Not to be confused with :
Burdock [plants of similar name]
When of advanced age, the leaves resemble and are of similar size to those of : Chilean Giant-Rhubarb (Gunnera tinctoria), Brazilian Giant-Rhubarb (Gunnera manicata), Indian-Rhubarb (Darmera peltata), and Rhubarb (Rheum rhubarbarum).
Some similarities to : White Butterbur but that has reduced-width leaves which are more arrow-shaped, and all white flowers. The leaves of Colt's-foot are also similar, but usually smaller, and the marginal teeth on Colt's-foot leaves are shorter in relation to their width, and are also stained reddish when viewed in sunlight.
Slight resemblance to : Winter Heliotrope but that has much smaller and smoother leaves which are evergreen (and thus there all year around unlike Butterbur where the flowers appear before the leaves) and a more open and shorter flower head spike.
Superficial resemblance to : Giant Butterbur but that has much larger and white outer disc florets and yellow inner disc florets; and when young looks like a giant cauliflower.
Uniquely identifiable characteristics
Distinguishing Feature :
Butterbur grows in marshy or damp soil, besides streams and canals, within moist forests or amongst mosses on the ground. The flowers are the first to appear, followed by leaves which get bigger and bigger until when the flower is spent the leaves have grown up to 2 feet across on long stalks up to 3 feet high.
The enormous leaves of Butterbur were once used to wrap butter, hence the name 'Butterbur'. Butterbur is dioecious, meaning it bears male and female flowers on separate plants. The male plant occurring throughout the UK, but the female plant occurring predominantly in the North and Central UK.
The flowers of the male plant are larger (7-12mm) than those of the female plant (3-6mm), but the situation is reverse regarding the height of the plants; the females are taller. It is likely that it is only native where both sexes occur together.
Its botanical name is Petasites hybridus because it only looked as though it was a hybrid of two different plants - so the person who named it added the specific epithet 'hybridum' to signify that. If it really was a hybrid, then the botanical name would include a '×' between the genus name and the specific epithet. The fact that this '×' is omitted indicates that it only looked like a hybrid.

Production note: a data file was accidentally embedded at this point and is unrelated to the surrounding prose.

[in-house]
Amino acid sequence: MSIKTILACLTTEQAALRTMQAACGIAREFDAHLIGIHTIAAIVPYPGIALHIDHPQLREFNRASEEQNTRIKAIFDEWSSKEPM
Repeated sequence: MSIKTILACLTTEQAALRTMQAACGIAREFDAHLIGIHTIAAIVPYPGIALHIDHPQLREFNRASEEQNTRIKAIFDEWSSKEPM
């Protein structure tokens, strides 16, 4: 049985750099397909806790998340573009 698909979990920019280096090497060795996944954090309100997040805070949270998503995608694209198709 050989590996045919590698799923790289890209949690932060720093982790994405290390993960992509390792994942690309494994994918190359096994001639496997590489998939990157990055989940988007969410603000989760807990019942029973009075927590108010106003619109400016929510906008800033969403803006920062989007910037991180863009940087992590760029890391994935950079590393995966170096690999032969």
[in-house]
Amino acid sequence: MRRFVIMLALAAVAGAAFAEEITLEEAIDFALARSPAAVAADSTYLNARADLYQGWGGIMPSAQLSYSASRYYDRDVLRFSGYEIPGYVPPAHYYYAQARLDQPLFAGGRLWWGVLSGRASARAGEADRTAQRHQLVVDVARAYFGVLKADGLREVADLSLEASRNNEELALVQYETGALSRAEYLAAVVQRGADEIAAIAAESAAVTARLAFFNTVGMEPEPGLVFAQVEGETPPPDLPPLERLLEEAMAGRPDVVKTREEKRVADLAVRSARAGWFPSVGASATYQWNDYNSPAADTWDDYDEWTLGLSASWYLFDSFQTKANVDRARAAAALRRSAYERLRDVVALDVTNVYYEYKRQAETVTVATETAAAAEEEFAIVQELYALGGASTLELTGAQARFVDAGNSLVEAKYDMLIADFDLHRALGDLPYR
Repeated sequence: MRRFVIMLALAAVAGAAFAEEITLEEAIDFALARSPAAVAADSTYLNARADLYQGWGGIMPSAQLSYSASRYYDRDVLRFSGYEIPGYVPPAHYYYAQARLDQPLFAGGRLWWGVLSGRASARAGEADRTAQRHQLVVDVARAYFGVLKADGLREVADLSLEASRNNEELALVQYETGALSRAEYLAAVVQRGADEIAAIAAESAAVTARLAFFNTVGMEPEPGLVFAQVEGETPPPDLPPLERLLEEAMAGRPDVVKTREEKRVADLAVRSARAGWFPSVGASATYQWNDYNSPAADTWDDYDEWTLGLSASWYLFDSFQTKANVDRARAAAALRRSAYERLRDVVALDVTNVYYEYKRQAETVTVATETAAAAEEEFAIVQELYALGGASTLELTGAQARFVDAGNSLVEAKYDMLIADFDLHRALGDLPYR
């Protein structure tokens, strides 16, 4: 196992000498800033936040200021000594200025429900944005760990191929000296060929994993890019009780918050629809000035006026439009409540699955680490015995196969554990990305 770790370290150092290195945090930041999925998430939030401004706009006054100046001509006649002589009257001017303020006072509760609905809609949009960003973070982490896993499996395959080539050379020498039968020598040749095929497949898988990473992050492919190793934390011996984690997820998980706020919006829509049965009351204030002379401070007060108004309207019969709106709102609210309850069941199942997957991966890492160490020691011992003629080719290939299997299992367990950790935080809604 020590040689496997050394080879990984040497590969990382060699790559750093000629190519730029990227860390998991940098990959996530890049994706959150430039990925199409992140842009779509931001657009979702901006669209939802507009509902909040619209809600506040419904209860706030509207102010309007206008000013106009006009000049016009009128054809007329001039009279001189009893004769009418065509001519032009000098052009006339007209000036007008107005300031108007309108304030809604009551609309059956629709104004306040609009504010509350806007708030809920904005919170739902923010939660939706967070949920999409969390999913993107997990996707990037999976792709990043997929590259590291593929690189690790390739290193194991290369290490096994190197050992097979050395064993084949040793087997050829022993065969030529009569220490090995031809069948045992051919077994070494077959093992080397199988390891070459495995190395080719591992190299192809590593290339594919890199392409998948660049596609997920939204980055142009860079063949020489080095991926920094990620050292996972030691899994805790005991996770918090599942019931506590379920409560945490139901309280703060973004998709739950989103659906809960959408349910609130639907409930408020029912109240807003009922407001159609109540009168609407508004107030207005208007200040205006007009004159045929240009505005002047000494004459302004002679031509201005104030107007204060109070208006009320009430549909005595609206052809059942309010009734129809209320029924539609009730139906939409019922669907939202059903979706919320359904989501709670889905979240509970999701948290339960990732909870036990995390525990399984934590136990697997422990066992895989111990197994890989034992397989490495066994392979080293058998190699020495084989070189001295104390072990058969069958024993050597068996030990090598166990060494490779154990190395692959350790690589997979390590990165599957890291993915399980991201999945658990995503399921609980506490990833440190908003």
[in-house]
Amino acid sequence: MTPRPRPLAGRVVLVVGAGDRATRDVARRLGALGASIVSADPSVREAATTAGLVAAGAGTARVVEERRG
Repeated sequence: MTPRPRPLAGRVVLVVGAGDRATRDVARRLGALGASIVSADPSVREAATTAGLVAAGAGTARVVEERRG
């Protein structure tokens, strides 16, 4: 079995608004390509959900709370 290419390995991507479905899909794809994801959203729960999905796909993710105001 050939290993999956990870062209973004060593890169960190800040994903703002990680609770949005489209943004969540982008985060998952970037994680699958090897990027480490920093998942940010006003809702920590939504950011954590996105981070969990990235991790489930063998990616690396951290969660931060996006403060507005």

A SESQUITERPENE ALDEHYDE
Lauraldehyde) is contained in the sap and released into the atmosphere from broken stems of Butterbur where it then smells of fresh laundry.
TWO SESQUITERPENE KETONES
Reflecting the structure of the Sesquiterpenoids detailed below are two ketone sesquiterpenes found in the essential oil of Butterbur, Nooketone and Dihydro Karanone. There are others not shown here.
Nookatone is also present in Grapefruits, from which it can be extracted commercially, for it is an expensive aromatic compound used as a fragrance. It is an effective repellent against termites and the sheep ticks that may carry Lyme disease. Ingested, a dose of nootaketone daily stimulates energy metabolism, reducing the significance of a high-fat or high-sugar diet, thus helping stem development of hyperglycaemia. Its non-ketonic analogue is called
Valencene which is contained within Valencia
Dihydro Karanone has a strongly woody, slightly citrus-like fragrance, and indeed it is also found in several
Other compounds present are the sesquiterpenoid glycoside
isoPetasoside and its aglycone (without the attached sugar molecule) the phytotoxin sesquiterpenoid isoPetasol. Petasol and isoPetasol are potentially of use as herbicides. The only difference between Petasol and isoPetasol is the position of the double bond on the side chain. A similar difference applies to the Petasin and isoPetasin (shown below) which are esters of the above sesquiterpenoids. All occur in Butterbur, and from which they all derive their names.